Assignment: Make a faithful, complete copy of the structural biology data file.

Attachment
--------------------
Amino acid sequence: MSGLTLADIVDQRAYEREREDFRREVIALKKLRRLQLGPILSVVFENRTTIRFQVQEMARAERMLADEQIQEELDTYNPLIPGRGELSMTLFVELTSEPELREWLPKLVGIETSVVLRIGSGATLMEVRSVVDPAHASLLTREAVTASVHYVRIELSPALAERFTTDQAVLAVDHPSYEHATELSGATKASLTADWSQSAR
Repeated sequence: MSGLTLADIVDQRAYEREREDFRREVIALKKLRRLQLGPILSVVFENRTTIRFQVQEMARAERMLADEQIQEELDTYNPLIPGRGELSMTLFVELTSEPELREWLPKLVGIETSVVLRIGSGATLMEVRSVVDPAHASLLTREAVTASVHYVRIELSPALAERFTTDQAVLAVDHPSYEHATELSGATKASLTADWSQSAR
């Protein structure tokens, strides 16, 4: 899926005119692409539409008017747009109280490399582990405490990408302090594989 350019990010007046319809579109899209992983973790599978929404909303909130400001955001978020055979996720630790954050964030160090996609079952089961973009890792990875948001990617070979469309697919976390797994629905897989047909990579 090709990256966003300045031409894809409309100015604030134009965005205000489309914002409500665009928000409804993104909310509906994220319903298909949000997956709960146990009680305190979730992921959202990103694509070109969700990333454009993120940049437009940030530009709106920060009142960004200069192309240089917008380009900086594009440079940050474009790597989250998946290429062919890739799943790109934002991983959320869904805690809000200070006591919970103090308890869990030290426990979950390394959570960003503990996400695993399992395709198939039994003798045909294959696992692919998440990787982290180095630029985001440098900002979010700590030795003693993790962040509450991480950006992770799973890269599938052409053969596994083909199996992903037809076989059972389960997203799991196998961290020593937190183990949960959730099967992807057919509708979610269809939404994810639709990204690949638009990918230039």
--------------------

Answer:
Amino acid sequence: MSGLTLADIVDQRAYEREREDFRREVIALKKLRRLQLGPILSVVFENRTTIRFQVQEMARAERMLADEQIQEELDTYNPLIPGRGELSMTLFVELTSEPELREWLPKLVGIETSVVLRIGSGATLMEVRSVVDPAHASLLTREAVTASVHYVRIELSPALAERFTTDQAVLAVDHPSYEHATELSGATKASLTADWSQSAR
Repeated sequence: MSGLTLADIVDQRAYEREREDFRREVIALKKLRRLQLGPILSVVFENRTTIRFQVQEMARAERMLADEQIQEELDTYNPLIPGRGELSMTLFVELTSEPELREWLPKLVGIETSVVLRIGSGATLMEVRSVVDPAHASLLTREAVTASVHYVRIELSPALAERFTTDQAVLAVDHPSYEHATELSGATKASLTADWSQSAR
């Protein structure tokens, strides 16, 4: 899926005119692409539409008017747009109280490399582990405490990408302090594989 350019990010007046319809579109899209992983973790599978929404909303909130400001955001978020055979996720630790954050964030160090996609079952089961973009890792990875948001990617070979469309697919976390797994629905897989047909990579 090709990256966003300045031409894809409309100015604030134009965005205000489309914002409500665009928000409804993104909310509906994220319903298909949000997956709960146990009680305190979730992921959202990103694509070109969700990333454009993120940049437009940030530009709106920060009142960004200069192309240089917008380009900086594009440079940050474009790597989250998946290429062919890739799943790109934002991983959320869904805690809000200070006591919970103090308890869990030290426990979950390394959570960003503990996400695993399992395709198939039994003798045909294959696992692919998440990787982290180095630029985001440098900002979010700590030795003693993790962040509450991480950006992770799973890269599938052409053969596994083909199996992903037809076989059972389960997203799991196998961290020593937190183990949960959730099967992807057919509708979610269809939404994810639709990204690949638009990918230039």